Focusing on intuition rather than theory, $\beta$ can also be thought of as the "risk premium" of that specific asset relative to the market. In general, market risk premium links two very important aspects of the world: Consumption & Return. So if we look at the world in two states, an "Up State" & "Down State", here is what we would see: ...


3

Beta as a measure of risk has serious drawbacks, particularly in emerging markets. You need to consider alternative risk metrics (cost-of-capital build-up method or volatility, for example), or if you do use beta consider what the market index refers to and the composition of that index. This paper actually happens to touch on beta estimation and uses ...


3

This simply suggests the linear model is a poor fit in high frequency. But is this that surprising, even before you crunch the numbers? I argue not, for the following reasons: Even at low frequencies (i.e. monthly or annually), it is known that the classical CAPM (which is what you're running, albeit at a much higher frequency) does not fit well. It'd be ...


3

$\sigma_p=\sqrt{\omega_a^2 \sigma_a^2+(1-\omega_a)^2 \sigma_b^2+2 \omega_a (1-\omega_a) \rho_{ab} \sigma_a \sigma_b}$ with $\rho_{ab}=-1$ the term under the square root simplifies to $(\omega_a \sigma_a-(1-\omega_a) \sigma_b)^2$ which is equivalent to $(-\omega_a \sigma_a+(1-\omega_a) \sigma_b)^2$ therefore $\sigma_p=\omega_a \sigma_a-(1-\omega_a) ...


2

In the CAPM, $E(r_i) = r_f$, if $\beta_i=0$ holds ALWAYS. BUT: recall the calculation of $\beta$: $\beta_i=\cfrac{\sigma_{iM}}{\sigma_M^2}$ and ${\sigma_{iM}}=\Sigma_jw_j\sigma_{ij}$ if your asset is uncorrelated with all other assets in the market, the last expression simplifies to: ${\sigma_{iM}}=\Sigma_jw_j\sigma_{ij}=w_i\sigma_i^2$ so for ...


2

Assuming those are arithmetic returns and covariances at the horizon, calculate a $9\times1$ vector containing the betas with respect to the world index using the covariance matrix, call it $\beta$. The covariance resulting from the world index can be described as $\beta\sigma_{world}^{2}\beta'$. The matrix ...


2

Idiosyncratic volatility is NOT included in the regressors, so it should not be and actually cannot be part of your matrix X. Idiosyncratic volatility is the volatility (of Y) your matrix X (explanatory variables) cannot explain (i.e. remaining unexplained part), so it is the error term of your regression equation. Just compute the standard deviation of ...


2

2) you only take trading days for your analysis because taking in account days on which no price changes took place would shift results in a wrong direction. For exmple, you mostly take 250 trading days p.a. 3) Your time interval up to 2007 is okay and excludes the financial crisis, which is a non-normal circumstance. Therefore, your time interval can be ...


2

Basically you have two equations as follows: -Regression: $$R_i = α + β \cdot R_m + e_i$$ -CAPM equation: $$E(R_i) = r_f + β\left[E(R_m) - r_f\right]$$ In CAPM sense, there is no α . It only exists as idiosyncratic return. You would need lot more than one year of data to estimate the coefficients for regression. You can check p-values to see if the ...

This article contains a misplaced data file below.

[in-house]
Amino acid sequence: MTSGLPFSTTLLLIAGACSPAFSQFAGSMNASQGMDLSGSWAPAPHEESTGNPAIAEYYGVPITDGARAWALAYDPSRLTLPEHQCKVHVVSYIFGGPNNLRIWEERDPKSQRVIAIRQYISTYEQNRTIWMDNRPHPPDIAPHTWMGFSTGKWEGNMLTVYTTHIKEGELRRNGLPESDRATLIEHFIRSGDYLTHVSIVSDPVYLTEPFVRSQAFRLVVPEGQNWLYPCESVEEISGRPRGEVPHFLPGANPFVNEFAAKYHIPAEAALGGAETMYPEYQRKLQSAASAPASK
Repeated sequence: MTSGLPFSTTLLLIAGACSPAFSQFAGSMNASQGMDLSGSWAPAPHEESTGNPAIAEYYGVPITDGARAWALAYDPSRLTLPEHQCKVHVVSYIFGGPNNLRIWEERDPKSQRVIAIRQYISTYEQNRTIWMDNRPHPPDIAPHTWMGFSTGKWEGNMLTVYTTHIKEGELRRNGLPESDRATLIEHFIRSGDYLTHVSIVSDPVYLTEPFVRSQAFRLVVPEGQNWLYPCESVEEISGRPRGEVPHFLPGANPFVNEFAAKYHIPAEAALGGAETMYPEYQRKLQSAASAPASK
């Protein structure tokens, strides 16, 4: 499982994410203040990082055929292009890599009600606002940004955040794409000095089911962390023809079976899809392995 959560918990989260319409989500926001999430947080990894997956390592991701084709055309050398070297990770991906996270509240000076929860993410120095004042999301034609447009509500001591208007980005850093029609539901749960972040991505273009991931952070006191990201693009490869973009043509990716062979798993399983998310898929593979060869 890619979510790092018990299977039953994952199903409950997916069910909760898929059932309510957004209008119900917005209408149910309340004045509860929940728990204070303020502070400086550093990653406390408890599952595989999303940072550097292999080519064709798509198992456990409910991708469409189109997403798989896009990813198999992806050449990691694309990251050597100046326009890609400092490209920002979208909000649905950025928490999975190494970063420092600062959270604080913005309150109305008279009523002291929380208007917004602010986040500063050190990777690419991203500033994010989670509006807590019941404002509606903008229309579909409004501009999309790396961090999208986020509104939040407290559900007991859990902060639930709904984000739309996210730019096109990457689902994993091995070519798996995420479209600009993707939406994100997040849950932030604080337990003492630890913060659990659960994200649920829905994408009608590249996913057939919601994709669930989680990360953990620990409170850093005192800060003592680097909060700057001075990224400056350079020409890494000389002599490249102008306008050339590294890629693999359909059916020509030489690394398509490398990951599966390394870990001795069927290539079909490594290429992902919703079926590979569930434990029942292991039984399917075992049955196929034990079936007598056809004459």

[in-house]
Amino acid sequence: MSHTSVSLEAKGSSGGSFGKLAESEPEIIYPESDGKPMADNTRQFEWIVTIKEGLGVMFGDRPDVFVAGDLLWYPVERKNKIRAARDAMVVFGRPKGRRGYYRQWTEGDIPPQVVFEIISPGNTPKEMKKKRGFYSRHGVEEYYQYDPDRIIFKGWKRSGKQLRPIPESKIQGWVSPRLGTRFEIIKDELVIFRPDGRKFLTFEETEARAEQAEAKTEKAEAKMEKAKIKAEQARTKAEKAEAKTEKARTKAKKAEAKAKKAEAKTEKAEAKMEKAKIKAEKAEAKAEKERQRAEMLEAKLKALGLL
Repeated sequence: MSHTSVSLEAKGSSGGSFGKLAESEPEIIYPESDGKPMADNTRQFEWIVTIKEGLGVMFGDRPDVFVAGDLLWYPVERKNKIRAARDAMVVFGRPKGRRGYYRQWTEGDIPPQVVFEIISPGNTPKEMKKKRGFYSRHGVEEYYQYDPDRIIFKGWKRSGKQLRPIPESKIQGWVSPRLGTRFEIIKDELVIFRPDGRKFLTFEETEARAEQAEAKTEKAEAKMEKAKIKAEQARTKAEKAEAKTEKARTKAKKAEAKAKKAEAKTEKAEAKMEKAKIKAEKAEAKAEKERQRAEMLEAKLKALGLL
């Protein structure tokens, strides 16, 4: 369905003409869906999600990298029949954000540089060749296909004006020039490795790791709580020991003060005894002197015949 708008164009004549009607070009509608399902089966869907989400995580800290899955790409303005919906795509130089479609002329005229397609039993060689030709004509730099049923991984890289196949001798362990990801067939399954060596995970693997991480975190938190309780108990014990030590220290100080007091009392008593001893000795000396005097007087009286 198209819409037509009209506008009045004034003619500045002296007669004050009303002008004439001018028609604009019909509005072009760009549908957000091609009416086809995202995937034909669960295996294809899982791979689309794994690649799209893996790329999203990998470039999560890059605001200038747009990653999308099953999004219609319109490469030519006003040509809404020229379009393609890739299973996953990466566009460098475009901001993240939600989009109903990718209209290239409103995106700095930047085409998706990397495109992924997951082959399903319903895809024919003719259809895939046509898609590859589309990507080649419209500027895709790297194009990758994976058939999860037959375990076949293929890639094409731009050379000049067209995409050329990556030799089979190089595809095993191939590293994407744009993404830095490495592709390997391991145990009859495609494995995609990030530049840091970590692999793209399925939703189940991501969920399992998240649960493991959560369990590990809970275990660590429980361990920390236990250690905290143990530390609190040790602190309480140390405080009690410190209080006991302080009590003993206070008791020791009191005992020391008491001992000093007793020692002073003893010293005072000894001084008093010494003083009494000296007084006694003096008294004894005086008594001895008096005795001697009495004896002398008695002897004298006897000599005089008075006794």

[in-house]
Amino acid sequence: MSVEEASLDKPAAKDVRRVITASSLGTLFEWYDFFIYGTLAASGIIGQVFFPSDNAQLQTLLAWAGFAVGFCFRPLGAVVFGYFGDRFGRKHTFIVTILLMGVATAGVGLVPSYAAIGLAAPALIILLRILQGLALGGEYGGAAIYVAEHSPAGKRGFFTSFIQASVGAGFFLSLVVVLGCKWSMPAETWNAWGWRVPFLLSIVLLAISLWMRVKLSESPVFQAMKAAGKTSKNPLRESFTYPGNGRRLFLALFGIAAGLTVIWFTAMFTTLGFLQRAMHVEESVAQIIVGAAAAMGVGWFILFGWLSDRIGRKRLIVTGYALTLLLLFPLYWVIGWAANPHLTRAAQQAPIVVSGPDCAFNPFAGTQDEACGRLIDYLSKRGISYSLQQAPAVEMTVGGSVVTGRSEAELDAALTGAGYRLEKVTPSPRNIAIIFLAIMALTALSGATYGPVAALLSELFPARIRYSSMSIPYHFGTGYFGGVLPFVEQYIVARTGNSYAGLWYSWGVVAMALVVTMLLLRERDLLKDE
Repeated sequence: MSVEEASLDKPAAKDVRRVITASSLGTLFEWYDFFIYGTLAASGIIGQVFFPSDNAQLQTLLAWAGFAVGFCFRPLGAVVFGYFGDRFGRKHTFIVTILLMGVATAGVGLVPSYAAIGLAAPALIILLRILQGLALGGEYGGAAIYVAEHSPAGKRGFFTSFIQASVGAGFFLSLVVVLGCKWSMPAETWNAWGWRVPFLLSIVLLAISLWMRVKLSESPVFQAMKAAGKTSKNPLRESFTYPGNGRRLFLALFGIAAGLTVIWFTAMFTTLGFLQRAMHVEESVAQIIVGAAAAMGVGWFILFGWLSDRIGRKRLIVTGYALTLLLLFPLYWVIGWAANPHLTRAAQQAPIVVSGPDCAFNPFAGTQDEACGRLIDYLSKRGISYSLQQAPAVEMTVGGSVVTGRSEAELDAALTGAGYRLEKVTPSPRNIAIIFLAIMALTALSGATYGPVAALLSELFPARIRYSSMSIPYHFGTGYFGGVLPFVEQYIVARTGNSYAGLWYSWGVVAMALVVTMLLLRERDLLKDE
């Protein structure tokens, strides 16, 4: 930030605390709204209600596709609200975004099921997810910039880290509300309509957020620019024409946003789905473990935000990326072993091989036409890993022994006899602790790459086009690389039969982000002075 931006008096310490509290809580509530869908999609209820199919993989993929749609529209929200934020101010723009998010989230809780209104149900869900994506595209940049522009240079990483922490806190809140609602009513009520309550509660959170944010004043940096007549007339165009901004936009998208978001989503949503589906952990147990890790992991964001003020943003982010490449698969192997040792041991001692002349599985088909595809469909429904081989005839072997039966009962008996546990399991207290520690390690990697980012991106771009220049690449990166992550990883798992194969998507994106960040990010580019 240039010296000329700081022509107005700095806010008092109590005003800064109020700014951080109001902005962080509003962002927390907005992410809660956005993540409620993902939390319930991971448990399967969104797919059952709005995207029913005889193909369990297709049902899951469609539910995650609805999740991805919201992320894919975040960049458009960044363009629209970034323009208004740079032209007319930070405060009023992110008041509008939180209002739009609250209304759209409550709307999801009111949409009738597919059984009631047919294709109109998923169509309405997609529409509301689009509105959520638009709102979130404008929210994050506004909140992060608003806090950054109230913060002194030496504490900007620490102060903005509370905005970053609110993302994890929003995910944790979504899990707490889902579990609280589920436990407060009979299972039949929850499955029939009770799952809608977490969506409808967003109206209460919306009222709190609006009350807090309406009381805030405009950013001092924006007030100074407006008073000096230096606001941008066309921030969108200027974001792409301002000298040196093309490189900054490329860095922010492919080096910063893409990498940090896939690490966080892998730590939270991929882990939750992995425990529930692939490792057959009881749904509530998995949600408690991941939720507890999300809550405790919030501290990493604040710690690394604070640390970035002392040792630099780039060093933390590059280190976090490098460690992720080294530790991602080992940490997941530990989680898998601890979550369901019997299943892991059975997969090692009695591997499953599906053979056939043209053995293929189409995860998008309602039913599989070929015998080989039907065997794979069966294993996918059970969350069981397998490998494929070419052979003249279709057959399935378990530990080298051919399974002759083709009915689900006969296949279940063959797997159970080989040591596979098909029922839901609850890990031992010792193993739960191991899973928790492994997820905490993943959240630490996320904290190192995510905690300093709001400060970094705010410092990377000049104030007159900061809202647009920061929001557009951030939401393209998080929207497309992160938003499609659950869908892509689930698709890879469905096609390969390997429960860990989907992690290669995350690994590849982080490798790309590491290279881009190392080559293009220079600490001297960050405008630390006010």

2

The answer is NO. It's mathematically incorrect. Simply look the correlation and covariance formulas. But here is a gedankenexperiment (thought experiment) that demonstrates that it's incorrect. Suppose, R1 = M. Then the claim Corr(M,R1) = Corr(M,R2) implies 1 = Corr(M,R2) for any R2, which is obviously wrong.


2

In the following paper: "On the Cross-Section of Expected Stock Returns: Fama-French Ten Years Later" (by Chou, Chou, and Wang), the authors found, using the Fama-Mac Beth two-pass regression, that the size effect becomes insignificant during the post-1981 period, and the Book/Market effect becomes insignificant during the post-1990 period. It is important ...


2

When we discuss CAPM it assumes a lot of things about the market and investor behaviour. There is enough literature on "CAPM doesn't hold". In fact most low beta stocks plot above the security market line (SML). So it would be a mistake to take CAPM so seriously in practice and I would cross question if CAPM works as it is? In theory, if there are negative ...


2

I think there is not too much to say. At first glance it looks good if the manager loses $10\%$ if the whole market loses $30\%$. But plugging the beta and the risk-free rate into the CAPM formula we see that we would have expected a loss of $2\%$ only. So the $10\%$ are much worse than expected. Note however that there are various reason's why CAPM just ...


2

The coefficients assuming they are statistically significant can be interpreted whether or not the underlying portfolio is efficient. The CAPM or FF4 simply tries to decompose a portfolio into a series of linear exposures + an intercept (alpha) which can be viewed as constant added value. In mathematical terms the regression is explaining how much of ...


2

WACC is the weighted average cost of capital therefore from the business's standpoint, they would want to have a lower WACC because it is an average of the % cost of capital. From an investor's standpoint: it can be mixed. For a bondholder, they would want WACC to be a bit high but not by too much. For example, a higher WACC may mean the company is paying a ...